For the uninitiated, pho (a traditional Vietnamese soup pronounced “fuh”) can be daunting, something that’s exacerbated by poorly translated menus and indifferent servers. Not so at Pho Real, a four-month-old spot in Littleton. On a recent visit, a friend and I—not pho virgins, but not experts, either—wandered into the clean, contemporary space expecting to order our usual no-fuss bowls with chicken. (Gà, the Vietnamese word for “chicken,” is the one bit of pho lingo I’ve made a point to memorize.)

To our delight, however, we discovered that Pho Real keeps it, ahem, real by removing any guesswork. Both the Vietnamese name and the English translation are listed for each dish on the clearly organized, grammatically polished menu, so the less adventurous can safely opt for pho chín (well-done brisket) over pho tái (rare eye of steak). Thorough descriptions of the 10 small plates—and our server’s patient, knowledgeable answers—led us to order the fresh, brightly flavored goi cuon (spring rolls wrapped in soft rice paper) to start.

Then we branched out by ordering the brisket pho, confidently following further directions on the menu once we got our long-simmered, fragrant soup: “Always add lime to your broth,” “Bean sprouts add texture,” and “Sriracha like it’s hot.” We also shared one of Pho Real’s handful of clearly labeled vegetarian options: the bún chay, a cold noodle bowl with crisp mixed veggies and fried tofu.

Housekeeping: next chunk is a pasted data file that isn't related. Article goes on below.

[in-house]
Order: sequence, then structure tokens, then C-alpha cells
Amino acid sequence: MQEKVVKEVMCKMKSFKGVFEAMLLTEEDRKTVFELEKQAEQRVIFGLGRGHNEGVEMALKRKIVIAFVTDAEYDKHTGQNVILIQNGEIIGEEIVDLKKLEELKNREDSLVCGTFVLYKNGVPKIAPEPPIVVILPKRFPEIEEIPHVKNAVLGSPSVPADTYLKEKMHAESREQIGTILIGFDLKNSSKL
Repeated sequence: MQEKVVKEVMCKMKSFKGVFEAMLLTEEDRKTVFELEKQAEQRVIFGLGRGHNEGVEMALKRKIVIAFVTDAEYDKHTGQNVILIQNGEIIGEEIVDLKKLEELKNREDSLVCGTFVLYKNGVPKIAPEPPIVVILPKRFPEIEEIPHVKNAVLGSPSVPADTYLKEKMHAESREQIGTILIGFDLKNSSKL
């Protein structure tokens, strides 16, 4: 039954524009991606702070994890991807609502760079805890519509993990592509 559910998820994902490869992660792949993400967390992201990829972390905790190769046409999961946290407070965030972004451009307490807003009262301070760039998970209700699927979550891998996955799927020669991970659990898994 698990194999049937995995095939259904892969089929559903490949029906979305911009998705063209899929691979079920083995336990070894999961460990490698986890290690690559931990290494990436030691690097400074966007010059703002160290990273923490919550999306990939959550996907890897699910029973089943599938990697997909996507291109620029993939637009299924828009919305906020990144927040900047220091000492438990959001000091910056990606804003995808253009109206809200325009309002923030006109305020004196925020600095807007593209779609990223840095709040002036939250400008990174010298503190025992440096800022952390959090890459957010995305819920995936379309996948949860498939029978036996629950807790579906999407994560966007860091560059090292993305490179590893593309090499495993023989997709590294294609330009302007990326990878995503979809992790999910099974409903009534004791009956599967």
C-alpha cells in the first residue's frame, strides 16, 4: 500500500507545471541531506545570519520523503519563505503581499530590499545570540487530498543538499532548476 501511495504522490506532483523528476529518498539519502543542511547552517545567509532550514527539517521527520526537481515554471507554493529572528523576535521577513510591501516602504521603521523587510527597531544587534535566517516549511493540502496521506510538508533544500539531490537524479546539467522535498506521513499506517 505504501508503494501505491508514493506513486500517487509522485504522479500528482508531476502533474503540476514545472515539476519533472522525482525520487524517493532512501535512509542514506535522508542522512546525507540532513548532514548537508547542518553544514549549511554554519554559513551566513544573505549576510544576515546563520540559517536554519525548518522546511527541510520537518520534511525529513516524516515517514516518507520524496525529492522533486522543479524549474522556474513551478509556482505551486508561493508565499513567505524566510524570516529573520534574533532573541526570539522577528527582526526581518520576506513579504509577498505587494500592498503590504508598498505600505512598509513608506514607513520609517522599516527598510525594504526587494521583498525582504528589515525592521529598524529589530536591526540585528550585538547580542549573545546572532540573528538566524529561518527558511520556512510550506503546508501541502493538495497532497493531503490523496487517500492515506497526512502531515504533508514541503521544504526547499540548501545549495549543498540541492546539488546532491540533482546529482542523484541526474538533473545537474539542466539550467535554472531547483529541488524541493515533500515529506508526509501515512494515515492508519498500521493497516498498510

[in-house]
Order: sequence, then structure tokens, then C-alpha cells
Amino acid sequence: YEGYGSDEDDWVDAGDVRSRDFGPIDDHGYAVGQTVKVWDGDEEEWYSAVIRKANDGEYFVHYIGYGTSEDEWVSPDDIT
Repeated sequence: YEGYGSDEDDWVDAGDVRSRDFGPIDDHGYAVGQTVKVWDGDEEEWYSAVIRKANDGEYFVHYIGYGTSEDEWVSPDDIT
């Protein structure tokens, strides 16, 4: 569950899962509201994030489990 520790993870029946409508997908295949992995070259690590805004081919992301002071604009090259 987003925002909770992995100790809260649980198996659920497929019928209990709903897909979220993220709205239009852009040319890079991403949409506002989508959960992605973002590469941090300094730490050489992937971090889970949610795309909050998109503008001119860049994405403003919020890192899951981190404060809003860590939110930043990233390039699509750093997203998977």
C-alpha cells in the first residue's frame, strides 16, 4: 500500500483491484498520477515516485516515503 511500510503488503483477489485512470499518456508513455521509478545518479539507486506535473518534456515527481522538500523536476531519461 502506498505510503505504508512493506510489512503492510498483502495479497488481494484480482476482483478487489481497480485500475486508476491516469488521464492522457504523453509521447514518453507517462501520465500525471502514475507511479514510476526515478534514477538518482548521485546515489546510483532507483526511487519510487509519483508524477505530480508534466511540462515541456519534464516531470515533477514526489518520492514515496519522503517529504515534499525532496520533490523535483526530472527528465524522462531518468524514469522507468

As we packed up considerable leftovers, we reveled in the ease of our experience, as compared to the anxiety we’d faced at other eateries (no matter how good the food may have been). In addition to being inviting, Pho Real is a low-investment way (a small bowl runs just $6.95) to relax and enjoy the classic comfort food—making it a sure bet for novices and practiced foodies alike.


Goi Cuon/Spring Rolls, $4.95
Pho Chín/Well-Done Brisket (medium), $7.95
Pho Tái/Rare Eye of Steak (medium), $7.95
Bún Chay/Steamed Vegetables Noodle Bowl, $9.25
Com Chiên Gà/Chicken Fried Rice, $9.25